And in Krapp's Last Tape (1958), as Krapp pokes through boxes of tape reels while constantly repeating himself he marvels at the word "spool" which, of course, is the backwards spelling of "loops". The play contains various other motifs of symmetry and palindrome (Krapp is 69 years old; he mentions equinoxes; etc.).
The hypnosis of the loop, combined with the idea that, devoid of true beginning and end, it is somehow meaningless and self-defeating, is what makes a loop seem so uncanny. Nonsensical yet enthralling, the loop of zoetrope or gif is like a broken record in that it captures a moment in which time has been made to maniacally repeat itself. This narrative dissonance, this psychotic imagery which implicitly begs to be halted or somehow set free is at odds with all other un-looped media.
"This narrative dissonance, this psychotic imagery which implicitly begs to be halted or somehow set free is at odds with all other un-looped media"
This brings me to Vine. Vine is a new app from Twitter which allows users to upload short (six seconds maximum) clips of looping video. The six seconds may contain a single shot or, more often, many shots cut together. Users record videos for Vine by holding their finger on their smartphone's screen. Letting go pauses the record function, allowing the user to move to a different angle or subject. When ready to begin recording again, the user simply presses their finger once more on the screen. This continues until the six seconds are full, or the user is happy to finish recording and upload.
The ergonomic interface design is part of what makes Vine fun to play with. It's easy to scrap what you've done and start again, and the variety of uploads - from six-second long shots of snow falling to stop-motion animations of food being consumed - suggest that the limitations of the form already offer plenty of inspiration for the creative and the curious.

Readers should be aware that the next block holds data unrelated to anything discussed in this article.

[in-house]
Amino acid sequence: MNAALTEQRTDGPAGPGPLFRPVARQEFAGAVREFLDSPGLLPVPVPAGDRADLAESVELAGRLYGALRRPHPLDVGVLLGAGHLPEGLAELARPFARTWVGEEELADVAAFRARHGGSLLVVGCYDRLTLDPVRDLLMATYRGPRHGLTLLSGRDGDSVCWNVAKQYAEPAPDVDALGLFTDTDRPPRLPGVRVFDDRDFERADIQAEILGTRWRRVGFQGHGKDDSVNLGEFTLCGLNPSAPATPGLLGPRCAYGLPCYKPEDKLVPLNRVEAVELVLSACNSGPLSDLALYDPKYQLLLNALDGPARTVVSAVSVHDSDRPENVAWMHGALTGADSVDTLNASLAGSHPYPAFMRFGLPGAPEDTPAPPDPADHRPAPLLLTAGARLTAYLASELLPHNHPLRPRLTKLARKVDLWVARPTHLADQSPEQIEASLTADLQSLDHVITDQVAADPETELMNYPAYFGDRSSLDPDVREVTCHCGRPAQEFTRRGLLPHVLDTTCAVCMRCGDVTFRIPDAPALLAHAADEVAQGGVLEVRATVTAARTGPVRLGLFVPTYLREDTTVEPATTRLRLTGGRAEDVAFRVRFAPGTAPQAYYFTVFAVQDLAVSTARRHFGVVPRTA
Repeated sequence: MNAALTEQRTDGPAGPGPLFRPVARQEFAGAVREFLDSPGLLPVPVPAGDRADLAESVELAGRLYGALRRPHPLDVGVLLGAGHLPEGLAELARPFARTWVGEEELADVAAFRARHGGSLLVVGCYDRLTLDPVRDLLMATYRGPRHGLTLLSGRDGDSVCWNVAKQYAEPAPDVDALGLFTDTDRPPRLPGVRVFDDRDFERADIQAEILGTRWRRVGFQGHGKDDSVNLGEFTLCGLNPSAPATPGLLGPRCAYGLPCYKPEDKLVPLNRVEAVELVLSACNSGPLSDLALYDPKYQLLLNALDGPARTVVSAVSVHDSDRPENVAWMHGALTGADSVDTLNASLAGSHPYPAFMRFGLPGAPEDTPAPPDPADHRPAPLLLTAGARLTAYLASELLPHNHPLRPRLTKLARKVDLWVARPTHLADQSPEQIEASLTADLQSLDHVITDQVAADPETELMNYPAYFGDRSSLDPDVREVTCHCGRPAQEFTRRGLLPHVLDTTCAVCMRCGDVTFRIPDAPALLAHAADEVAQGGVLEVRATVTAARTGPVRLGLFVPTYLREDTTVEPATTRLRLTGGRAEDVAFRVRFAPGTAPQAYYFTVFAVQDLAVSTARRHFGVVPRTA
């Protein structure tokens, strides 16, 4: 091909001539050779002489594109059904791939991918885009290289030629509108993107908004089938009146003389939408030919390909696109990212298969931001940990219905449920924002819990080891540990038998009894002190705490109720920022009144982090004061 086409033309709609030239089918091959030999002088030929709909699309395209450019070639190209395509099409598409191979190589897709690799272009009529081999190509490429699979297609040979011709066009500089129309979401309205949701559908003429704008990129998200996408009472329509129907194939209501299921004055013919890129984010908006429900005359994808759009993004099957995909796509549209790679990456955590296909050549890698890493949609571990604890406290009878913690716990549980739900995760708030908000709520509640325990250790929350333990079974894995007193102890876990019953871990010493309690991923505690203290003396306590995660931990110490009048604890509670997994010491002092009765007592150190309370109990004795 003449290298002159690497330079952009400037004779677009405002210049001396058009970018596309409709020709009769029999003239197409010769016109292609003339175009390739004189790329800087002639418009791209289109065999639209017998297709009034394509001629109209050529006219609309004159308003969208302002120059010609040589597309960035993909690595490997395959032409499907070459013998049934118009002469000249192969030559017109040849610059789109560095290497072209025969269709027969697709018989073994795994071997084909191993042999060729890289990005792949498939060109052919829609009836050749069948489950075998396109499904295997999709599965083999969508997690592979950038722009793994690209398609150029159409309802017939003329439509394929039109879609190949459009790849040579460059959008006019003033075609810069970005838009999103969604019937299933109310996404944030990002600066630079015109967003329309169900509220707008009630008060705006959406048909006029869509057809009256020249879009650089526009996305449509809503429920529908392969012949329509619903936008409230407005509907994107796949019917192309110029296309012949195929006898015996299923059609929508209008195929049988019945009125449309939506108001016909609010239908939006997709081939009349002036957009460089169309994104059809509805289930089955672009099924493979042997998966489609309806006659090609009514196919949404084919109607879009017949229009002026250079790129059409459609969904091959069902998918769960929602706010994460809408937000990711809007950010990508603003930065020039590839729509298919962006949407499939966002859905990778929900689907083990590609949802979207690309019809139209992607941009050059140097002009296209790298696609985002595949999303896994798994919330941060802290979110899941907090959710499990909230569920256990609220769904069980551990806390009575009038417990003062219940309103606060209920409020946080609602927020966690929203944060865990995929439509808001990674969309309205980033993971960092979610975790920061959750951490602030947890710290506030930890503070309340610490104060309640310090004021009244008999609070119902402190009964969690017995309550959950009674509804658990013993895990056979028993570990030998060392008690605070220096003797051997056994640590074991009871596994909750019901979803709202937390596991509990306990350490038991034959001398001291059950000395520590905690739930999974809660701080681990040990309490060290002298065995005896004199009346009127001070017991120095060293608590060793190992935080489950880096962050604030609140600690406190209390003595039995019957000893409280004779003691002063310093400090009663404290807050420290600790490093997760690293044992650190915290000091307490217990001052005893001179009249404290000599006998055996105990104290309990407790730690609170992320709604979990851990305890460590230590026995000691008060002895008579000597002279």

One of my gripes with the roll-out of Vine, however, is that so far the videos only seem to loop within Twitter's web interface, which few use as their main platform for accessing the network. Vine videos viewed on Twitter's mobile apps (I've tried both Android and iOS iterations) only play through once without looping. And the popular site vinepeek.com, which presents new uploads to Vine in an endless stream, also does not offer the videos in looped editions.
This, I feel is a shame. The looped videos have a noticeably different quality to the un-looped ones, which feel like little more than very short video clips, not necessarily something special or self-contained. Luckily, embedded tweets with Vine videos do loop. Here is an example:
88 miles per hour vine.co/v/bJMliXI5IML— David Chen (@chenosaurus) January 28, 2013
I found myself wondering why the creators of Vine decided to make looping a feature of the platform. Did they simply want to capitalise on the idea of the gif? Vines have been referred to as "the new gif" in lots of media reports, but there's nothing to guarantee they will achieve the same kind of widespread popularity.
Whatever the reason, and whether or not it was pitched in the boardroom or included as an afterthought, the fact that Vine videos (sometimes) loop makes many examples, like the Back to the Future tribute above, wittier perhaps than they otherwise would be. At the same time I wonder whether or not this looping feature was arbitrary, added almost unthinkingly since we are exposed to loops so much more frequently these days with the rise of the gif, the digital billboard and the iTunes playlist. Maybe the question ought to be, "Why shouldn't the videos loop?" What if all media naturally looped like gifs? What if the notion of teleology and of beginning and end was really redundant; a feature of past media now considered archaic?